Of all the records to hold within Vassar’s comedy scene, The Limit boasts the strangest one. They claim to use the most fake blood, even relying on their own special recipe. As President Aiden Lewy ’18 glamorizes this feat, “We really have it down to a science.” If you’ve never been to one of The Limit’s comedy shows before, consider that fun fact a brief introduction to their absurdist style.
This Thursday, Feb. 15, at 9 p.m. in Sanders Auditorium, The Limit presents “Win a Pizza Party For Your Entire Class,” an hour-long sketch comedy show that promises to include the group’s eccentricity and possibly a few pizza-themed sketches.
Returning from a semester abroad, ensemble member Yael Haskal ’19 defined the trademark out-there style of the group: “I think The Limit is unique in that it often veers into the absurd. We love to take small situations and blow them up to the extreme. We like incorporating otherworldly or surrealist ideas into our sketches and we try to find a good balance between shock value and commentary. But absurd is definitely the word.”
At the beginning of this academic year, The Limit only had two members on campus, Lewy and Sam Peterson ’20, due to the exodus of members who graduated or were studying abroad. This resulted in the group having to rebuild themselves from the ground up. Once comedy auditions were over in September, the group welcomed Amelia Carriere ’20, Sequoia Hatch ’20, Sophie Koreto ’18 and Jillian Van Siclen ’21. After performing together in the fall, the group has become an amalgam of the previous lineup, welcoming back returning members Ilan Berkman ’19, Ethan Fox ’19 and Haskal. Yvette Segan ’19 is abroad for the full year.
Fox illustrated the spirit and energy that arose when the returning members met the new members: “It was instantaneous. I was really worried coming back with how I would fit in with this group with new dynamics. But I walked into the room, and probably Ilan and Yael feel similarly, and it was just like we were back with our family. Even though we hadn’t been there before, it was like we had and we just slipped right in.”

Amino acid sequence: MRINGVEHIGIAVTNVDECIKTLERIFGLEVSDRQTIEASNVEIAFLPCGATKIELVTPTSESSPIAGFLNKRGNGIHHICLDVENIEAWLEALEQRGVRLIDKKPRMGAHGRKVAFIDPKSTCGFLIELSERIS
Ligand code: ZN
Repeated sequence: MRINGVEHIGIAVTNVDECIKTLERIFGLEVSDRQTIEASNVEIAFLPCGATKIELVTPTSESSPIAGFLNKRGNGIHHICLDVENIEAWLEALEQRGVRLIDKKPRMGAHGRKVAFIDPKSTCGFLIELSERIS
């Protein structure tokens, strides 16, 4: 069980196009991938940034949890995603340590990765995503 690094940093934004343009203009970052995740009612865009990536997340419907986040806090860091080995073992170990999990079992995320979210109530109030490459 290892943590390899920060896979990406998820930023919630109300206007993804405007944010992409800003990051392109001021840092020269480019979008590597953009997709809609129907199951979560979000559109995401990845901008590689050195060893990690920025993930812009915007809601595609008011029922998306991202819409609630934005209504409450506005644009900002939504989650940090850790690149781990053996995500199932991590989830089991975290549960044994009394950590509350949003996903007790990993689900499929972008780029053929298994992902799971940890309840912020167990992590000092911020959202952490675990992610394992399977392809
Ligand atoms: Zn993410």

Haskal added, “I was so excited to get to know them, as I still am. They each bring such a unique flavor of comedy and humor. And they all just feel fresh and full of ideas. We let in two sophomores and a senior who already have an idea of comedy on campus and are bringing their knowledge of what they’ve watched into their own creative work. And we have a lovely freshman too who is just wonderful.”
Except for the groups that specialize in improv and stand-up, most of the sketch comedy groups don’t have a show so early in the semester. However, because of the surplus of sketches that each member brought, The Limit saw an opportunity.
Van Siclen recounted how the show’s fast pace was established: “Three people came back from abroad so we spent some time getting to know each other. And then, the show’s just happened really fast. We haven’t been back even a month, but luckily the abroad people had some sketches to bring back and people had written stuff over break, and so we’ve definitely hit the ground running.”
Fox provided additional details on how unusual this group’s situation is going into a show: “There were 30 sketches to pick from, which is the most in recent Limit memory. It actually took two and a half hours. It was so hard to cut sketches because there were so many good ones.”
After selecting the sketches, the week of the show is when the group incorporates the technical elements with further rehearsals for the sketches. While Lewy serves as the president of the group, that title is more for organizational purposes. Through his time with The Limit, Lewy has observed how the inherent collaborative nature allows for all of the members to be involved: “You always feel like you have a say in the group and that everyone’s listened to and everyone has a chance to let their opinions be known. Even though this year I am the president, I try to make that position just one of organization. I’m getting the shows booked, figuring out the times and leading meetings, but I’m not the one making the shots on what our group’s going to be doing because ultimately we’re a group.”
Lewy added: “I did introduce the group to a whole new Google Drive system this year, which has really changed things up. So I am doing an effective job of the whole organization and leading point too.”
Van Siclen elucidated on how each member’s unique personality enhances the group’s overall dynamic: “I think what’s really cool about our group is that each member has their own distinct style of comedy, so when you put a show together with so many different styles, I think it creates a really eclectic show that everyone can find something that rings with them, that makes them laugh or that they can relate to.”
The Limit will most likely present another comedy show later this semester and will be hosting comedian Chris Fleming later this month. Fleming is best known for his YouTube series “Gayle.”
Lewy ended with what he feels is the important role of the comedy group to Vassar’s community: “We’re all here to get degrees at the end of the day. We’re all here to study and do work. That’s what we pay money for. But this is more than just your school. It’s also your home. It’s fun to have programming and things to go to so when you are stressed out and taking life a little too seriously, you can just go and see people make a fool of themselves on stage and be able to, for an hour, put everything out of your mind.”